Let’s see what science has to say.
Researchers at Goldsmiths, London University, carried out two studies.
In the first, participants hugged for one, five, or 10 seconds – with two different arm crossing styles and reported how pleasant, arousing, and under control the touch felt.
They found that a hug lasting between five and ten seconds long was the most pleasant to receive, One-second hugs were found to be the least pleasant.
In terms of style, researchers looked at two different hugging styles. either “criss-cross” or “neck-waist.” The former has the hugger entwine the other in a diagonal pattern, with one arm on the shoulder and the other around the side; the latter sees the hugger with their arms around the other’s necks, or just under their shoulders. The results indicated that the style of a hug made no difference.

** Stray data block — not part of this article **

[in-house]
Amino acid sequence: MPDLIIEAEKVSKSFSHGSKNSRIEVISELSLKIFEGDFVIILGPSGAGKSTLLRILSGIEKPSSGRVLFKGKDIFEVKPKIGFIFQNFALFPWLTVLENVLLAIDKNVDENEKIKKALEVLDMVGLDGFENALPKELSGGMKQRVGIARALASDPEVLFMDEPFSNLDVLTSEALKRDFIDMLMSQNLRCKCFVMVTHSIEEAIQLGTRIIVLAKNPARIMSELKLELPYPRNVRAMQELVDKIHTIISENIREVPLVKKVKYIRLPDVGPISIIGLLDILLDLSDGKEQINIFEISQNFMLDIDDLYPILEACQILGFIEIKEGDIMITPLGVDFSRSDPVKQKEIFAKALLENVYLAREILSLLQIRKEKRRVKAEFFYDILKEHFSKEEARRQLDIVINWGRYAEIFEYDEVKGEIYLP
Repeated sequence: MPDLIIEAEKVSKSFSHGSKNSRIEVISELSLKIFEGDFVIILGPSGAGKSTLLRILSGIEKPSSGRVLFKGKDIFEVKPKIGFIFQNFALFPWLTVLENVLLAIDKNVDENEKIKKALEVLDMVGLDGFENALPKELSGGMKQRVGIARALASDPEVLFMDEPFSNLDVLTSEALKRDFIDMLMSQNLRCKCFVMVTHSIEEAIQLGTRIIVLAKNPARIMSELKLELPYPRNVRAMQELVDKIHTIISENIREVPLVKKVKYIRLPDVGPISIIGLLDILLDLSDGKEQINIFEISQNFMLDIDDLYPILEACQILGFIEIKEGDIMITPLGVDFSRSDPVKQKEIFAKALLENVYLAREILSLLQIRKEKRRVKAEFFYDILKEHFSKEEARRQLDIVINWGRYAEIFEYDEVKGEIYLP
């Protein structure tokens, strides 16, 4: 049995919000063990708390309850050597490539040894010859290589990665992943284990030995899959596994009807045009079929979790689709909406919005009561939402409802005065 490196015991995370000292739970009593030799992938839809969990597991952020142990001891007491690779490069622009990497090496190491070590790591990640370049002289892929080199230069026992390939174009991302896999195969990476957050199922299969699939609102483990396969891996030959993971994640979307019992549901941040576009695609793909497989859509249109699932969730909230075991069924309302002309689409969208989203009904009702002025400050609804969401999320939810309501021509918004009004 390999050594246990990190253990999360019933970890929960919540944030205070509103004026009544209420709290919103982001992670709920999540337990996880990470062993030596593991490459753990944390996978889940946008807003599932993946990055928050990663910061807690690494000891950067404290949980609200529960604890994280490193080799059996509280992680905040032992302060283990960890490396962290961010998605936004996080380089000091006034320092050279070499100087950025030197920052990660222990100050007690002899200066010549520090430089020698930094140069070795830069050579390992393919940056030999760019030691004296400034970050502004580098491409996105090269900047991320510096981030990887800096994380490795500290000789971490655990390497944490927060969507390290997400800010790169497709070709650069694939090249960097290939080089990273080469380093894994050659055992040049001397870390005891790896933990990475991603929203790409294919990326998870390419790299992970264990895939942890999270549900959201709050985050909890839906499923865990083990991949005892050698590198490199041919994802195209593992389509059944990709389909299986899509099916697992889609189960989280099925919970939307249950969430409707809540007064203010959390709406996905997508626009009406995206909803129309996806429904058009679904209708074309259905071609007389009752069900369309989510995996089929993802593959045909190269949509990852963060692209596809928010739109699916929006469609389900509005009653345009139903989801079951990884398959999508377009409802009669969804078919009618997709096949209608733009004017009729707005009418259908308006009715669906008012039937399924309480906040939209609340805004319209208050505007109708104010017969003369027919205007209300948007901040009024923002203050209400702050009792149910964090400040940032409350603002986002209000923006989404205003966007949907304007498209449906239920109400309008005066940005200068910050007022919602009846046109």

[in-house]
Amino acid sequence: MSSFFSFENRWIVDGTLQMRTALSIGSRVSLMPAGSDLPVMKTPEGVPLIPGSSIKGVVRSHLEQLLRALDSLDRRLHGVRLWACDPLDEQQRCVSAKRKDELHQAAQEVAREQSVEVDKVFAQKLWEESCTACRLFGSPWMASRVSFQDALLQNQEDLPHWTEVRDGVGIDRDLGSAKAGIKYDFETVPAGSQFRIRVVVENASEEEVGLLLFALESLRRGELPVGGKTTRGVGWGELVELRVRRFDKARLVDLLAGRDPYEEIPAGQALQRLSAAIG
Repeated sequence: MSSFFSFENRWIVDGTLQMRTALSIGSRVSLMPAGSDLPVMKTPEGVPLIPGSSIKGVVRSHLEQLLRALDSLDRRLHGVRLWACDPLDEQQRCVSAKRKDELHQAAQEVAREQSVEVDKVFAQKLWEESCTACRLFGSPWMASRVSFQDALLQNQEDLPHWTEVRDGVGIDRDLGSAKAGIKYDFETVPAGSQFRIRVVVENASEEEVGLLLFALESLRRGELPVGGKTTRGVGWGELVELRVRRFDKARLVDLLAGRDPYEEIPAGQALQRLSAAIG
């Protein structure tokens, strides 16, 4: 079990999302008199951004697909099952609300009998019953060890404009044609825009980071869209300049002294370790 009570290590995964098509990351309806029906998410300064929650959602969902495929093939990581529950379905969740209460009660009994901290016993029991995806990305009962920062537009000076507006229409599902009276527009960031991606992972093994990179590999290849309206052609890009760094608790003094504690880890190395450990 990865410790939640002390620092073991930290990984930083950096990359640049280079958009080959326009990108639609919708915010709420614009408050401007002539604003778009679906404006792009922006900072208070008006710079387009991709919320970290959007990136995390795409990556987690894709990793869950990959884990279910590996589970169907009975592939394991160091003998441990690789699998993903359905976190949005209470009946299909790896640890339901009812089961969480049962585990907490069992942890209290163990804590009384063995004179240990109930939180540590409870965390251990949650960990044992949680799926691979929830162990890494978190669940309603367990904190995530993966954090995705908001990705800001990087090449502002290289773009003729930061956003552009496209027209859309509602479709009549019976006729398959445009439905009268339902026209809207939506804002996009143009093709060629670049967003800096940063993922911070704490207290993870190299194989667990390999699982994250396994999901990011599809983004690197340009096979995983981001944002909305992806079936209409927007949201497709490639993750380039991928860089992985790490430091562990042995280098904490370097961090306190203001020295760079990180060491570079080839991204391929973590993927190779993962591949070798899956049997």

In the image below, the woman without the mask is demonstrating the criss-cross hug on the left, while the one on the right is demonstrating the neck waist style.
In the second experiment, researchers observed hugs between 206 men and women on the Goldsmiths campus and prompted them to rate their experience on a scale of zero to 100.
Despite gender and height differences, the criss-cross style was the most common approach between men and women. However, same-gender hugs saw a different approach, in which the criss-cross style was most prevalent among two hugging men, while two women or mixed-gender hugs saw more variation.
The study adds to data about the differences between men and women and how they approach contact with others. Last year, a study found that women are more driven by heredity to crave skin-on-skin — called “skin hunger”— whereas men are more influenced by their environment, meaning their personal or cultural experience.
I know the next time I hug someone I will be counting to see how long it lasts, trying to hit that sweet spot of 5-10 seconds. It could get awkward if the other person tries to break it off before then, because there’s no way I’m letting go before my time is up….
In closing, I have to admit that the first thing I thought about when I heard mention of this study on my car radio was this classic clip from the Simpsons: